Executive Summary

The COVID-19 pandemic plunged Finland into a deep recession. The government provided substantial financial support to protect jobs and help households and businesses get through the crisis. However, 25% of temporarily laid-off workers were not eligible for earnings-related unemployment benefits.

Finland’s GDP contracted by 5% in the first half of 2020. While large by historical comparison, this economic contraction was among the smallest in the OECD, partly thanks to more targeted confinement measures and a relatively small loss of mobility (Figure 1). Finland managed to bring the first wave of the coronavirus under control quickly through a combination of voluntary mobility reductions and timely containment measures and is on track to do the same for the second wave.

The temporary layoff scheme played a key role in protecting jobs and incomes. Temporary layoffs increased far more than permanent layoffs during the first period when containment measures were implemented, limiting the increase in unemployment (Figure 2). Employers have few incentives to limit temporary layoffs to jobs they believe can be restarted after the crisis.

A weakness highlighted by the crisis is that only those people temporarily or permanently laid-off who are members of unemployment insurance funds are entitled to earnings-related unemployment benefits despite the funds only paying 6% of benefit costs. Non-fund members are entitled to flat-rate basic unemployment benefit (EUR 32.40 per working day) that can be supplemented by housing allowance and/or social benefits.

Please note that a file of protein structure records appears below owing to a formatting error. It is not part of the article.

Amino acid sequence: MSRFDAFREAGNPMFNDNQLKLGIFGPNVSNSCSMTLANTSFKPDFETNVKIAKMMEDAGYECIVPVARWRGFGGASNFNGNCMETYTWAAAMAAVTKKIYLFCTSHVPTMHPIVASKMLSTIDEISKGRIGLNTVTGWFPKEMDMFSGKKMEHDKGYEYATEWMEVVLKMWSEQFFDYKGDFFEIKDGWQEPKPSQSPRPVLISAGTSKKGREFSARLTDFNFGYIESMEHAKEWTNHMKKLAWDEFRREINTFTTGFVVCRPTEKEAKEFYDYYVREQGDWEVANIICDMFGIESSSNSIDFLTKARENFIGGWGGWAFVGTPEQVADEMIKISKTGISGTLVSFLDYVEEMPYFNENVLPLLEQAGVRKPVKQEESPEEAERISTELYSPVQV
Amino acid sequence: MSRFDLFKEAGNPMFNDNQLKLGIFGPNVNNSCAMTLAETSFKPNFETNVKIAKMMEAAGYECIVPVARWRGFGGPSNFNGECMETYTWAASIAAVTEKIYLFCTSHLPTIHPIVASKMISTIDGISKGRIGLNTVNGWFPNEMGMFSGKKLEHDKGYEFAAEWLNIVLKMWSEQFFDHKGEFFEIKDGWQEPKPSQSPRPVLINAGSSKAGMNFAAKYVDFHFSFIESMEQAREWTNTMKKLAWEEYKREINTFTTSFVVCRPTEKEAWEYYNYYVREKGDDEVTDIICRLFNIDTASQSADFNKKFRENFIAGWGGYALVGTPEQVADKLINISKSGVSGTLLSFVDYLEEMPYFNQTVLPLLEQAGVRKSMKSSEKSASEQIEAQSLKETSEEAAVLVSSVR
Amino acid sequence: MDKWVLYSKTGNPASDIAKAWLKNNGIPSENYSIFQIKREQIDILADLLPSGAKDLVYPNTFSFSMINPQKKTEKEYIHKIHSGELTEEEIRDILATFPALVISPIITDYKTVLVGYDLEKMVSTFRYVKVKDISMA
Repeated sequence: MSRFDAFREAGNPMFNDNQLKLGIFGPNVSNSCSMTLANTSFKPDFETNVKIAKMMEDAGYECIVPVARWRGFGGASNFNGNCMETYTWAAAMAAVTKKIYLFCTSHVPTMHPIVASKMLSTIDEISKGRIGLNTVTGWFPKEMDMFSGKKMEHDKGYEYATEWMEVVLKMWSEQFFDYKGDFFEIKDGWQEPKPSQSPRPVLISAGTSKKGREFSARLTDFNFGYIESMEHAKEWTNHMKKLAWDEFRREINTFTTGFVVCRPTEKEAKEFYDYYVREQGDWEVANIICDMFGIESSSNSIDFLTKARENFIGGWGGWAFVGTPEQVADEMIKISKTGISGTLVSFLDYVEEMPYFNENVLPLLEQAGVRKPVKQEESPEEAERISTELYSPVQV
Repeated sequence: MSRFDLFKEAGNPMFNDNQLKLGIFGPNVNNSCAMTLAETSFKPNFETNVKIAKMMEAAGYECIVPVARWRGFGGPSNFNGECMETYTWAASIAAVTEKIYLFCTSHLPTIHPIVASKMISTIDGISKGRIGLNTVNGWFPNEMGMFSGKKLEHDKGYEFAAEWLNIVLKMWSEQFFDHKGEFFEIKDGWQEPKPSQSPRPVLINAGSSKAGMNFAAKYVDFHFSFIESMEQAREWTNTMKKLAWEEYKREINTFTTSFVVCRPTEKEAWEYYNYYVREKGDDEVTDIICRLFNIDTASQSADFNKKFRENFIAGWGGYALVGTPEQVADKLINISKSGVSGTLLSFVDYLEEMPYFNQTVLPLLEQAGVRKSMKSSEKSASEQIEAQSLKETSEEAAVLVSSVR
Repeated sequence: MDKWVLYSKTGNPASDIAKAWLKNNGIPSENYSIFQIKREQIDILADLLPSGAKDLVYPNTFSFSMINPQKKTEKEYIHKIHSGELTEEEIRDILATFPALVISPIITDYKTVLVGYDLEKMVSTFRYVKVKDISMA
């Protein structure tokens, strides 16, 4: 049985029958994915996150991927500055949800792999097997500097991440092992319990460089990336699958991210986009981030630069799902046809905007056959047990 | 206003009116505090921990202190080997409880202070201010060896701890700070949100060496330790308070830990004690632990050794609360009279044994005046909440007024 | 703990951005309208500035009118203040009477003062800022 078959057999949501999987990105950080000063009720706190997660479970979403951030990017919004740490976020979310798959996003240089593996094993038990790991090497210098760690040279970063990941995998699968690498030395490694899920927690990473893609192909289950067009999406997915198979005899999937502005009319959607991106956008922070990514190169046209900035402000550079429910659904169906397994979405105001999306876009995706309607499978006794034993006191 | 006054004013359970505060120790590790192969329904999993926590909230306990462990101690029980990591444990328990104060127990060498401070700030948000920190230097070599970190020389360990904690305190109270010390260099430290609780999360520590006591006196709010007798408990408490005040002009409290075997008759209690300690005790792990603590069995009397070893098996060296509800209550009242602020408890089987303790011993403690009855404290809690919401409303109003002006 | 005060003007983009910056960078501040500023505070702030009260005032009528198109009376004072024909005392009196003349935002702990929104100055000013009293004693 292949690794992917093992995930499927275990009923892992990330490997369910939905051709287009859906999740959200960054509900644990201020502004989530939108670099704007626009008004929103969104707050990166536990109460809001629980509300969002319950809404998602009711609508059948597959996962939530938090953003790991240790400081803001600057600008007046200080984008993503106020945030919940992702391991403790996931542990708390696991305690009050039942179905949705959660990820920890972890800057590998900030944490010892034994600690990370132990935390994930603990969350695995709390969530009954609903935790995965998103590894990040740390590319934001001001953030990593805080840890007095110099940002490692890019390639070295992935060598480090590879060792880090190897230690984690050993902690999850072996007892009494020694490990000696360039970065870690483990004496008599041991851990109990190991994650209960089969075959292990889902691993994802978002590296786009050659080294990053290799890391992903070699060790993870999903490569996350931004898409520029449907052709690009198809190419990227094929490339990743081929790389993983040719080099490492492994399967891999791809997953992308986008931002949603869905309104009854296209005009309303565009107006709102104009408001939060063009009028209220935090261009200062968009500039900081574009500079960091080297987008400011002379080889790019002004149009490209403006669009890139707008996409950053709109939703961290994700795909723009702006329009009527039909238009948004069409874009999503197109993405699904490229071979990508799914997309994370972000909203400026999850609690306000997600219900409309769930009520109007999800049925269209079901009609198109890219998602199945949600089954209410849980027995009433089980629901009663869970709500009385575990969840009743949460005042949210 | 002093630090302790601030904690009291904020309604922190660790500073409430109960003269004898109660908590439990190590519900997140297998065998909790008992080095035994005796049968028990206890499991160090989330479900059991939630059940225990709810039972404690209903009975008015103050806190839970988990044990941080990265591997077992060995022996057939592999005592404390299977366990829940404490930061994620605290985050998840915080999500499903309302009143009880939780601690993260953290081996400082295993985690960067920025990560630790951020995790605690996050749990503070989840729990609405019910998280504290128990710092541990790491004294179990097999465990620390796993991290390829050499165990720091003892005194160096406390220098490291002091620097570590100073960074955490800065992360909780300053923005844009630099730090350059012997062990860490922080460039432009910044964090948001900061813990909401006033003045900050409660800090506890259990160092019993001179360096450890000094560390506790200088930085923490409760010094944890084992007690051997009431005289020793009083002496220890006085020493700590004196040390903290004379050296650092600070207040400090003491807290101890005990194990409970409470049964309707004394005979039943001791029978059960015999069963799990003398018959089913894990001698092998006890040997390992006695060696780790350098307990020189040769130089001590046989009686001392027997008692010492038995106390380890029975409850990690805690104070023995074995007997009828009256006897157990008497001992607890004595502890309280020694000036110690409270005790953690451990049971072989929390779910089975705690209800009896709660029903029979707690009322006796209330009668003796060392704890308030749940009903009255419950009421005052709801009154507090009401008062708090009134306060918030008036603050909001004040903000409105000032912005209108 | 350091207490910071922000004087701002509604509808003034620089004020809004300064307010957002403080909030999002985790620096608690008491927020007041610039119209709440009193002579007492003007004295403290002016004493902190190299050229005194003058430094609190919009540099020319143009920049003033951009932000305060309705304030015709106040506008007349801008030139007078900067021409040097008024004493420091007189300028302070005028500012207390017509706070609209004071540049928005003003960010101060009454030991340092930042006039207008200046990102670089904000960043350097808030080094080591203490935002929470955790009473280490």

The government also mobilised financial support for SMEs and microenterprises and provided support for hard-hit industries. It also reduced firms’ tax burdens and social security contributions temporarily, easing cash flow, and temporarily limited creditors’ right to petition for bankruptcy on the basis of a debtor’s temporary insolvency. These measures helped avoid mass bankruptcies.

The general government budget deficit is projected to increase by 6.5% of GDP in 2020 and the European Central Bank (ECB) has supplied vast amounts of liquidity and supported increased bank lending. However, some of these measures risk reducing banks’ risk-bearing capacity. Activity will gradually return to its pre-COVID-19 level by 2022.

Three quarters of the 3.5% of GDP in discretionary measures that increase the 2020 budget deficit were in response to COVID-19. As the measures unwind and the economy recovers, the budget deficit is projected to fall to 3.5% of GDP by 2022, with 40% of the decline reflecting automatic stabilisers. General government debt will increase sharply in 2020 and slowly thereafter.

To complement expansionary monetary policy measures, the ECB has lowered bank capital requirements, introduced flexibility in the treatment of non-performing loans, and reduced solvency and collateral requirements, enabling banks to accept lower quality collateral. While these measures have increased domestic lending capacity, they risk reducing banks’ risk-bearing capacity.